For general tips on how to heat and cool your home for less, go to page 24
in the Green Living Guide (2nd edition, edmonton.ca/greenlivingguide), or
page 22 in the Green Home Guide (edmonton.ca/greenhomeguide).
Toolkit
Use the infrared thermometer to check room
temperatures. See page 18 for instructions.
Check the temperature in a few places around your
house, focusing on windows, doors, baseboards and
electrical outlets along exterior walls, heating vents, where the walls
meet the foundation and the walls themselves.
Make note of any places that seem to show a large temperature
change, indicated by green or blue on the screen.
Take readings in several locations in your room and house to see
if your home is at an even temperature or if there are significant
differences.
If you are seeing temperature differences between the top and
bottom of your walls, this could indicate your insulation has settled.
Consider getting an official home energy audit, or asking your landlord
or condo board to provide one for you. For more information on home
energy audits, see page 16 of this guide.
Regardless of whether you rent, own a condo or are a homeowner, there
are several low cost options to fix the problems you might find.
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EDMONTON’S GREEN LIVING GUIDE | Heating And Cooling
Apply weatherstripping
Weatherstripping allows you to seal the gap around windows
and doors. It will make your home feel warmer, while also saving
money on your energy bills.
It is generally inexpensive and there are several types available. Talk
to someone at your local hardware store to find the best type for your
specific needs.
Use plastic wrap on windows
You can buy a window insulation kit from a hardware store or make your
own using plastic wrap or drycleaner bags that are free of holes and
double-sided tape. Ensure the plastic stretches across the window frame with
about one inch of excess on all sides.
For further insulation, spray the glass lightly with water and apply bubble
wrap before putting up the plastic.
Be sure to leave one window in each room uncovered as a fire escape.
!
Safety Warning
Plastic can lead to suffocation. Be careful when using this material
around children.
Put up heavy or layered curtains
Use heavy fabrics or layer curtains over windows to keep out drafts.
These can be matched to your home décor and also help to
block out light.
Apply caulking
Caulking is used to seal off air leaks and keep out moisture.
There are several types of caulking available. Talk to someone at
your local hardware store to ensure you make the right choices
for your home.
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EDMONTON’S GREEEN LIVING GUIDE | Heating And Cooling
Use draft snakes
These are fabric tubes placed under a window sill or door to prevent cold air
from sneaking in.
They can be made by sewing a tube of fabric to fit the width of your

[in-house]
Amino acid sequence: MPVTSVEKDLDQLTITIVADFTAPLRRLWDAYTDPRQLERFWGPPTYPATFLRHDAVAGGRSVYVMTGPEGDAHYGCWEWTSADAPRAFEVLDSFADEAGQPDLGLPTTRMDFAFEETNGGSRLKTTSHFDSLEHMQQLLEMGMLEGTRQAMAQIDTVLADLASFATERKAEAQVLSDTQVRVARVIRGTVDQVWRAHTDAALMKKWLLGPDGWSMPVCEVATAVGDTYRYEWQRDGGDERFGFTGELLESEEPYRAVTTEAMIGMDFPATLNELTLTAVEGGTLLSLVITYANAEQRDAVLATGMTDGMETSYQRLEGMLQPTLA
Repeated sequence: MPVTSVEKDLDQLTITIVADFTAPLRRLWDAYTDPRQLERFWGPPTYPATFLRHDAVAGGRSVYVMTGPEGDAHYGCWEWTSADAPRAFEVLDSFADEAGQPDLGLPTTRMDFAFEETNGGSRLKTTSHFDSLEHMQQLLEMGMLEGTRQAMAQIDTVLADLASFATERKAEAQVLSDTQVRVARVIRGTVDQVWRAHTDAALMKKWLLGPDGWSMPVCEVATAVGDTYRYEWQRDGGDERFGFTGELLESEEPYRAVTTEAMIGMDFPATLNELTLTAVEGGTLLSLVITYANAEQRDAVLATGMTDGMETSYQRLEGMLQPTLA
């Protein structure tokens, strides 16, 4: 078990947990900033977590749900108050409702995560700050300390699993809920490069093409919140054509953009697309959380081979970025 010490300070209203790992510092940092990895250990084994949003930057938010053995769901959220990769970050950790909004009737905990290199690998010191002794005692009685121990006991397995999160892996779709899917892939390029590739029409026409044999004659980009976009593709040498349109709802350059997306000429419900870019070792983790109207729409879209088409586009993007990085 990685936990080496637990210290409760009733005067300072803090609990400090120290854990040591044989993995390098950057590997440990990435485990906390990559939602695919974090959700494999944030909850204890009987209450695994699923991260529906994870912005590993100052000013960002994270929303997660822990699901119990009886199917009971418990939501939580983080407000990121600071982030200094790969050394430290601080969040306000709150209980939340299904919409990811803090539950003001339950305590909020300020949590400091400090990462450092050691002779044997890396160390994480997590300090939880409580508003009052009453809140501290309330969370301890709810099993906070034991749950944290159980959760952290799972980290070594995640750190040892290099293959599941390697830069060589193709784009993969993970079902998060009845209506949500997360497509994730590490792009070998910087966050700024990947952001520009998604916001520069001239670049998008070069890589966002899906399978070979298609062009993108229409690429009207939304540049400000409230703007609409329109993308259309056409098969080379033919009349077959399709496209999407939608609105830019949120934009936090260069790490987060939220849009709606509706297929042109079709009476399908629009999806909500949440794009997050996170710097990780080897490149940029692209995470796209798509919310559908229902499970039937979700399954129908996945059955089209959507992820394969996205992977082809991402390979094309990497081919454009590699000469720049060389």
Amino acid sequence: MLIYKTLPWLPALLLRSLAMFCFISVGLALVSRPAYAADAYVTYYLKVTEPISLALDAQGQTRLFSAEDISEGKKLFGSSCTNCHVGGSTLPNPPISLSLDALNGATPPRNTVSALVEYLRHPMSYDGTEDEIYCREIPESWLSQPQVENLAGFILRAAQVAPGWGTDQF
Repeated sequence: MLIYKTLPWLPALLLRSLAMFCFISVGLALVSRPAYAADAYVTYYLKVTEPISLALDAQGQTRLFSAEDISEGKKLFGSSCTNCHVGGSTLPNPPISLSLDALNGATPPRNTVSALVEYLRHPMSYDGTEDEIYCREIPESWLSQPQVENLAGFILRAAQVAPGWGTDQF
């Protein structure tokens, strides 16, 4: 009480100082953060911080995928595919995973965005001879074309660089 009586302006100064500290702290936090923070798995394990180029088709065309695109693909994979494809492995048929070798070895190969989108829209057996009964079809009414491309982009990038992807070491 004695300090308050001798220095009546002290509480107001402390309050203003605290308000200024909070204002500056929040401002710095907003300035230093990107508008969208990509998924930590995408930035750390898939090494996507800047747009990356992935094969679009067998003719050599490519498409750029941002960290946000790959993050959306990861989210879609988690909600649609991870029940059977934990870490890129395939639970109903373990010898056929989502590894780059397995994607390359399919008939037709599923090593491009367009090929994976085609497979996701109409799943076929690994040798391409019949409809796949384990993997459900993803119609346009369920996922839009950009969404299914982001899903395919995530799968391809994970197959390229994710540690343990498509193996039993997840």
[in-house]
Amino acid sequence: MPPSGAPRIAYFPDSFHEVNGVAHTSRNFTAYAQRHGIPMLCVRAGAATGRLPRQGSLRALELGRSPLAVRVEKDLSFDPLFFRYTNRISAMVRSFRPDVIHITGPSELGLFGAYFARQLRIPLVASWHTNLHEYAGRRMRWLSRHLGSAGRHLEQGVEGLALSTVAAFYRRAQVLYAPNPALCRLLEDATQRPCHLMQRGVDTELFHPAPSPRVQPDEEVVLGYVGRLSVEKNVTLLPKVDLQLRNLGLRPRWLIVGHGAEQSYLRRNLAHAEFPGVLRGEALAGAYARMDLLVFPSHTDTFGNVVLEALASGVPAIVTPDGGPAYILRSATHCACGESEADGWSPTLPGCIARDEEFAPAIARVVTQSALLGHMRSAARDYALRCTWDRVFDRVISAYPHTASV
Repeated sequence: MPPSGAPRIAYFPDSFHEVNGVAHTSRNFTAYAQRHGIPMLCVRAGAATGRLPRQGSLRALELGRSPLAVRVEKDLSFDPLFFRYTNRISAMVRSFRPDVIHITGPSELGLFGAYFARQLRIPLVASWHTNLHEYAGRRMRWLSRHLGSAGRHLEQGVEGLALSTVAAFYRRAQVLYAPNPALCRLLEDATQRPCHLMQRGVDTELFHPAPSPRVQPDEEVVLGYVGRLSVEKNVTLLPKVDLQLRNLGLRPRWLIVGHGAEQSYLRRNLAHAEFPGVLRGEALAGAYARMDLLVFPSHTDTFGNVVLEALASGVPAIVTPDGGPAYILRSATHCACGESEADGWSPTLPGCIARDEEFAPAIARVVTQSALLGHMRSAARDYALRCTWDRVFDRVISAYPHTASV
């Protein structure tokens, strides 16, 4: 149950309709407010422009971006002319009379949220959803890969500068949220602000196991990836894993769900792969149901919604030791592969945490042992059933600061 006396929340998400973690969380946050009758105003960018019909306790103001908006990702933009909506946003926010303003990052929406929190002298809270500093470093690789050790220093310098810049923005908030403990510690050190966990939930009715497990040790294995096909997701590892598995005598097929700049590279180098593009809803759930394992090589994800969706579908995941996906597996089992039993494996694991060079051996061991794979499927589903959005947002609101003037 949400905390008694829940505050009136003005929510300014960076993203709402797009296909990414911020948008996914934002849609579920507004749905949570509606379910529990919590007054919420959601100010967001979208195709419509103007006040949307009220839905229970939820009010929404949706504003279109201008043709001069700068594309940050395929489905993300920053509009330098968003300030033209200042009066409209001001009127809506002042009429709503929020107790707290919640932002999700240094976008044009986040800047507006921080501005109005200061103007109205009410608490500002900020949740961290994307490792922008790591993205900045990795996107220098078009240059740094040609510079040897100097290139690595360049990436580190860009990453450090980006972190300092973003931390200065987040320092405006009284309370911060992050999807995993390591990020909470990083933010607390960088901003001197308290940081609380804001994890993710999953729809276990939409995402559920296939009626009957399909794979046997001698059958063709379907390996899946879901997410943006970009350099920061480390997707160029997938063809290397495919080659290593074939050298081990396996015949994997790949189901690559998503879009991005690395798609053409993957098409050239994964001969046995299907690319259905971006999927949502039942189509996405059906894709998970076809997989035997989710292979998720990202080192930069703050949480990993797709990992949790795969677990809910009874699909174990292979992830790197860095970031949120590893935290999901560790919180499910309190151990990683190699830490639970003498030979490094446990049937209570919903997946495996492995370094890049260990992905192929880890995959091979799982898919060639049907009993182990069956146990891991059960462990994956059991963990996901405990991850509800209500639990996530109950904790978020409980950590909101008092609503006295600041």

window or door and filling it with rice.
Install a programmable thermostat
A programmable thermostat lets you set the furnace to turn down
automatically at times when you don’t typically need as much heat (for
example, at night and during work or school hours) and to turn it up when
you require heat.
You can also change or clean your furnace filter monthly during the cold
season to improve efficiency. For better air flow and heat distribution,
make sure that furniture is not blocking your heat vents.
And instead of turning up the heat when you feel a little chilly, consider
grabbing a blanket, or putting on a sweater and maybe slippers or extra
socks too!
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EDMONTON’S GREEN LIVING GUIDE | Heating And Cooling
Use a fan instead of air conditioning
Air conditioning uses a tremendous amount of energy. Fans can
provide comfort and air movement on hot summer days, and they
use far less energy than air conditioning. To maximize the use of
your ceiling fan make sure you have it turning in the correct direction.
During the warm weather months, you want your ceiling fan to be rotating
counter clockwise (looking at it from below), this will push the air down
towards you. You will be able to tell that the fan is turning in the right
direction if you stand under the fan and feel the air moving. Set it to
medium or high for maximum effect. Better yet, if there is a cool breeze,
open a window instead.
During the cooler weather months, change your ceiling fan’s direction so
that it is rotating clockwise (looking at it from below). When the ceiling fan is
rotating clockwise it will help circulate the warm air throughout the room. A
low fan setting should be enough.
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EDMONTON’S GREEEN LIVING GUIDE | Water
Water
Heating water is expensive. When you use hot water at home, you are
paying for both the water itself and the energy used to heat it.
One way to reduce your GHG emissions related to water is to use a rain
barrel for outdoor use, such as watering gardens. Other ways include